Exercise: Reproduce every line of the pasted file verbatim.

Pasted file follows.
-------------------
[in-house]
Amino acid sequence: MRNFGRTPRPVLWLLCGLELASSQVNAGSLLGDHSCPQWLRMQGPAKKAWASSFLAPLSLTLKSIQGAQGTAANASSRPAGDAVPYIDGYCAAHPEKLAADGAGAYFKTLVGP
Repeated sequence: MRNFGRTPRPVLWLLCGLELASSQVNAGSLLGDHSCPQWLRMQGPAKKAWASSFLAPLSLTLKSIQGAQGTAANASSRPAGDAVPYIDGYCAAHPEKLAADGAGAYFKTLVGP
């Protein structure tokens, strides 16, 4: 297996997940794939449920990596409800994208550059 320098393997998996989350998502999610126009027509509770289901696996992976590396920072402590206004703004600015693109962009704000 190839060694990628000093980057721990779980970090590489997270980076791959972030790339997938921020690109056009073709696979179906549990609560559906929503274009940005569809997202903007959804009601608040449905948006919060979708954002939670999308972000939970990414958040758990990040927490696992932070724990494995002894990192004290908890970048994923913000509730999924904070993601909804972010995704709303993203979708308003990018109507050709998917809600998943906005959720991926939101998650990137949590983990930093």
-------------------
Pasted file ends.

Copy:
[in-house]
Amino acid sequence: MRNFGRTPRPVLWLLCGLELASSQVNAGSLLGDHSCPQWLRMQGPAKKAWASSFLAPLSLTLKSIQGAQGTAANASSRPAGDAVPYIDGYCAAHPEKLAADGAGAYFKTLVGP
Repeated sequence: MRNFGRTPRPVLWLLCGLELASSQVNAGSLLGDHSCPQWLRMQGPAKKAWASSFLAPLSLTLKSIQGAQGTAANASSRPAGDAVPYIDGYCAAHPEKLAADGAGAYFKTLVGP
């Protein structure tokens, strides 16, 4: 297996997940794939449920990596409800994208550059 320098393997998996989350998502999610126009027509509770289901696996992976590396920072402590206004703004600015693109962009704000 190839060694990628000093980057721990779980970090590489997270980076791959972030790339997938921020690109056009073709696979179906549990609560559906929503274009940005569809997202903007959804009601608040449905948006919060979708954002939670999308972000939970990414958040758990990040927490696992932070724990494995002894990192004290908890970048994923913000509730999924904070993601909804972010995704709303993203979708308003990018109507050709998917809600998943906005959720991926939101998650990137949590983990930093």